- The White House is placing 25% tariffs on high alcohol wine from France and Germany as part of a long-running trade dispute over aircraft parts, according to a document filed by the Office of the U.S. Trade Representative.
- Starting in October 2019, wines that were 14% alcohol or less were hit with a 25% tariff. Those above 14% were exempt. Starting Jan. 12, that tariff will be applied to those above 14% as well. Premium cognacs costing $38 or more a litter will also get slapped with the new import duties, the USTR said.
- The new tariffs, which come in the waning days of the Trump administration, have been widely criticized by organizations including the Distilled Spirits Council and the U.S. Wine Trade Alliance. They urged the incoming Biden administration to act quickly upon taking office. "We need to convince President-elect Biden that tariff relief should be a major priority of his first few weeks in office, and this is no small task," Ben Aneff, president of the U.S. Wine Trade Alliance, said in a statement.
While European wine and spirit products would be directly hit by the tariffs, U.S. groups are quick to point out the changes would also disrupt and negatively impact the U.S. hospitality industry as well as producers, wholesalers and importers of alcohol. With restaurants and other establishments closed or seeing business severely curtailed because of the pandemic, the alcohol industry said cutting off a key source of business through higher tariffs would further harm its members.
"We continue to urge the EU and the US to negotiate an agreement that will end the excessive and unwarranted tariffs on distilled spirits across the Atlantic without any further delay,” the Distilled Spirits Council said.
The Wall Street Journal noted the U.S. imposed 25% tariffs on wine from France, Spain, Germany and the U.K. in October 2019 in retaliation for subsidies they made to European aircraft manufacturer Airbus, arguing they hurt U.S.-based Boeing. With the levy in place, higher alcohol wines from Europe saw a spike in sales, the paper noted.
The Trump administration has frequently turned to tariffs when it comes to trade policy, and the escalation in the long-running trade dispute with Europe over subsidies to airplane manufacturers is the latest evidence that it remains a key tool.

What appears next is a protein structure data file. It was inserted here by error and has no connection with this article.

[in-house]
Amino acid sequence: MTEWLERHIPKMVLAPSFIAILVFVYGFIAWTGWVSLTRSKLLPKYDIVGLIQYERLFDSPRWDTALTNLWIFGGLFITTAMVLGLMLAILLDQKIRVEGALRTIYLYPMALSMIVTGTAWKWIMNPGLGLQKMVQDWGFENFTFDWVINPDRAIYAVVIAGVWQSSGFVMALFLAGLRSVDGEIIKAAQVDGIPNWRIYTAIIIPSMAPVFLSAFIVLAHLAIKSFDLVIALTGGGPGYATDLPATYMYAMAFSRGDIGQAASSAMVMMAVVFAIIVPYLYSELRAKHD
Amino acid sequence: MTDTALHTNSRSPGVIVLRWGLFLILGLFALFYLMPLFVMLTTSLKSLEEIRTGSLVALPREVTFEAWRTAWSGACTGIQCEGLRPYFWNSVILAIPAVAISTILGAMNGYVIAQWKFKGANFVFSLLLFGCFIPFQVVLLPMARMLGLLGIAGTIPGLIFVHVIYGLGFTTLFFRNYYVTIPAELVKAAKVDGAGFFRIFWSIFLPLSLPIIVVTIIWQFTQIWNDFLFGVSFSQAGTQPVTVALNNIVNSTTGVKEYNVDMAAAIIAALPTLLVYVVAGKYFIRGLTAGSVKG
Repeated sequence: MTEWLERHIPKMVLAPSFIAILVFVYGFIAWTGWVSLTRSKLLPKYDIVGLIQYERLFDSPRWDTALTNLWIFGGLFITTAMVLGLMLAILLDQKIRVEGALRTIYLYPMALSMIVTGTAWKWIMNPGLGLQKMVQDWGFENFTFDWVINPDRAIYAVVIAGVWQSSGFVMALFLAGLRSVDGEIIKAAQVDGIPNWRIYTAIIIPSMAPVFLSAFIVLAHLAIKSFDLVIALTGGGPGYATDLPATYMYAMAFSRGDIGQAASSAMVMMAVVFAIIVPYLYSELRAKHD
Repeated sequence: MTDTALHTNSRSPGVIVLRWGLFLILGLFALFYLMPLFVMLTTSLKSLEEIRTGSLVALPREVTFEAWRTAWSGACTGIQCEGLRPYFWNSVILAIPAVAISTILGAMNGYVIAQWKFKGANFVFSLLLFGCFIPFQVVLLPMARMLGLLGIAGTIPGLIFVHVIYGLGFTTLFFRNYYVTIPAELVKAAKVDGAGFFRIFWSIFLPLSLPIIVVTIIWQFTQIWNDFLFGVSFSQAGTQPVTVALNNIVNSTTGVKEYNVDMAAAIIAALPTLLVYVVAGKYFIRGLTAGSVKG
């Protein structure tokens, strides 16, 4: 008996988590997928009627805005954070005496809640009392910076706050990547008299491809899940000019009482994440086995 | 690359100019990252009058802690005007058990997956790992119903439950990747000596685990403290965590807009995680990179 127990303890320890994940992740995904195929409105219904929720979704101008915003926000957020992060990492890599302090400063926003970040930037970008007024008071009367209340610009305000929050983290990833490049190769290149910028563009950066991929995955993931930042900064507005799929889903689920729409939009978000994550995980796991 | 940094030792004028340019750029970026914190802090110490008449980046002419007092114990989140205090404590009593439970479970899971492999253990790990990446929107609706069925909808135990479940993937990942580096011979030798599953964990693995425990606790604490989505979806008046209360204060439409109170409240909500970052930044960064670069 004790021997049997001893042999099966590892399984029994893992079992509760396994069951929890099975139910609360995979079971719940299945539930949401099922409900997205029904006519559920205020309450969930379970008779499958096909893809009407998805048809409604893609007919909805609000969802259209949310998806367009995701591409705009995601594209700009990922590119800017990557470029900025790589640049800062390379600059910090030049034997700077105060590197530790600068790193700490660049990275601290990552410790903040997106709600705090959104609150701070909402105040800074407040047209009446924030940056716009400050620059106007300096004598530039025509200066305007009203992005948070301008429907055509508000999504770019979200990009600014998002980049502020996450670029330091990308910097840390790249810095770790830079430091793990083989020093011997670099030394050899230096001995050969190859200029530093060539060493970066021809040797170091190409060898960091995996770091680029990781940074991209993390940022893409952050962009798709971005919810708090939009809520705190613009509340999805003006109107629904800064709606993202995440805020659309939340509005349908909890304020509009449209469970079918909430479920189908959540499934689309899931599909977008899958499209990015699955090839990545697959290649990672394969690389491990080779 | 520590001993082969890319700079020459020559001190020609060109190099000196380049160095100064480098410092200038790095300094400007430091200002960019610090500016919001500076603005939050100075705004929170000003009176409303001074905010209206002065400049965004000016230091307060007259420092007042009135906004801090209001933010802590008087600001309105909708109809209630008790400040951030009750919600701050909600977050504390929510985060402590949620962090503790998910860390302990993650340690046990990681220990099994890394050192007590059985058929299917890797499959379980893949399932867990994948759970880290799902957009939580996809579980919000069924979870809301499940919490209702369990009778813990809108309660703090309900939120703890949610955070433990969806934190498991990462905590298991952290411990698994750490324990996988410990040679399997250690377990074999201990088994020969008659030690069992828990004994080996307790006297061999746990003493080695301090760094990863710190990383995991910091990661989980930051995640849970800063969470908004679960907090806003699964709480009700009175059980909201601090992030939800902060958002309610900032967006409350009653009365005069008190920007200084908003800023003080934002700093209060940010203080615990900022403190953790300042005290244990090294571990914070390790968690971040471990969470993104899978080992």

Still, the upcoming tariff changes provide evidence the battle is further encroaching into products used by everyday consumers — coming at a particularly unwelcome time for many shoppers and business owners. The 2019 tariffs placed by the U.S. on a host of European items also included cheese, butter and olives. The EU retaliated in November with levies on U.S. products — including nuts, seeds, spirits, sauces, soups and other goods — worth $4 billion.
Trade groups representing wine and spirits remain hopeful President-elect Biden will remove the tariffs, though it is uncertain how quickly or even if he will act. The Hill reported Biden said he would not immediately remove Trump's more controversial tariffs tied to China, but reporters were uncertain whether he would act on those with the EU. At the same time, Biden will have a lot on his plate in the early days of his presidency, so action, even if he does support it, could take time.
The impending tariffs would most likely be beneficial to U.S. producers who could see increased demand for their products if businesses and consumers aren't willing to pay more for the imported offerings. But in a statement, the Comité Européen des Entreprises Vins and the U.S.-based Wine Institute called for further open access to each other's markets "by fully, immediately and simultaneously eliminating all tariffs on wine."
"The longstanding EU-US wine trade alliance is important for the health of our sector and should be preserved and supported," the groups said. "Our wine trade relationship is the largest in the world and a key driver for EU and US wine export growth. ... On both sides of the Atlantic, we are aware of the importance and benefits of maintaining this bilateral partnership."